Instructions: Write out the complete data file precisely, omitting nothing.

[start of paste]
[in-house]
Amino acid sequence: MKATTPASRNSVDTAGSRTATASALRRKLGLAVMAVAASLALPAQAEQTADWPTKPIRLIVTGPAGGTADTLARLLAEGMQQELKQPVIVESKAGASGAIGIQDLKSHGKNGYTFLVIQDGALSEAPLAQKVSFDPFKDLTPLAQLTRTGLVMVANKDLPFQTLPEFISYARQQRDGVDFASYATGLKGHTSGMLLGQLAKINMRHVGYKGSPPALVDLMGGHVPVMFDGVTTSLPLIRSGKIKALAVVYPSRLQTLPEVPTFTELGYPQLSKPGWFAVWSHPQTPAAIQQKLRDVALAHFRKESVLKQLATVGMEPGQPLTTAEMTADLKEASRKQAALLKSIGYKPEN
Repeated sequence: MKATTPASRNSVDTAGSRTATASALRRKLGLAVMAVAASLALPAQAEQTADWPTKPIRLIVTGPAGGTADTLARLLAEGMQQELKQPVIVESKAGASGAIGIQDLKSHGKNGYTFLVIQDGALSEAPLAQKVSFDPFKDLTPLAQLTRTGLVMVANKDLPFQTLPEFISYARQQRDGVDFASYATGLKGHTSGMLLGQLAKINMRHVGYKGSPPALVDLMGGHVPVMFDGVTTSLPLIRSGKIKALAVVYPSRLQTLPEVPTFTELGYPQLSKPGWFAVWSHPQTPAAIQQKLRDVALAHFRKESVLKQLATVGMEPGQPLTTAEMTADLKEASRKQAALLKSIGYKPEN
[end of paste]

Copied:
[in-house]
Amino acid sequence: MKATTPASRNSVDTAGSRTATASALRRKLGLAVMAVAASLALPAQAEQTADWPTKPIRLIVTGPAGGTADTLARLLAEGMQQELKQPVIVESKAGASGAIGIQDLKSHGKNGYTFLVIQDGALSEAPLAQKVSFDPFKDLTPLAQLTRTGLVMVANKDLPFQTLPEFISYARQQRDGVDFASYATGLKGHTSGMLLGQLAKINMRHVGYKGSPPALVDLMGGHVPVMFDGVTTSLPLIRSGKIKALAVVYPSRLQTLPEVPTFTELGYPQLSKPGWFAVWSHPQTPAAIQQKLRDVALAHFRKESVLKQLATVGMEPGQPLTTAEMTADLKEASRKQAALLKSIGYKPEN
Repeated sequence: MKATTPASRNSVDTAGSRTATASALRRKLGLAVMAVAASLALPAQAEQTADWPTKPIRLIVTGPAGGTADTLARLLAEGMQQELKQPVIVESKAGASGAIGIQDLKSHGKNGYTFLVIQDGALSEAPLAQKVSFDPFKDLTPLAQLTRTGLVMVANKDLPFQTLPEFISYARQQRDGVDFASYATGLKGHTSGMLLGQLAKINMRHVGYKGSPPALVDLMGGHVPVMFDGVTTSLPLIRSGKIKALAVVYPSRLQTLPEVPTFTELGYPQLSKPGWFAVWSHPQTPAAIQQKLRDVALAHFRKESVLKQLATVGMEPGQPLTTAEMTADLKEASRKQAALLKSIGYKPEN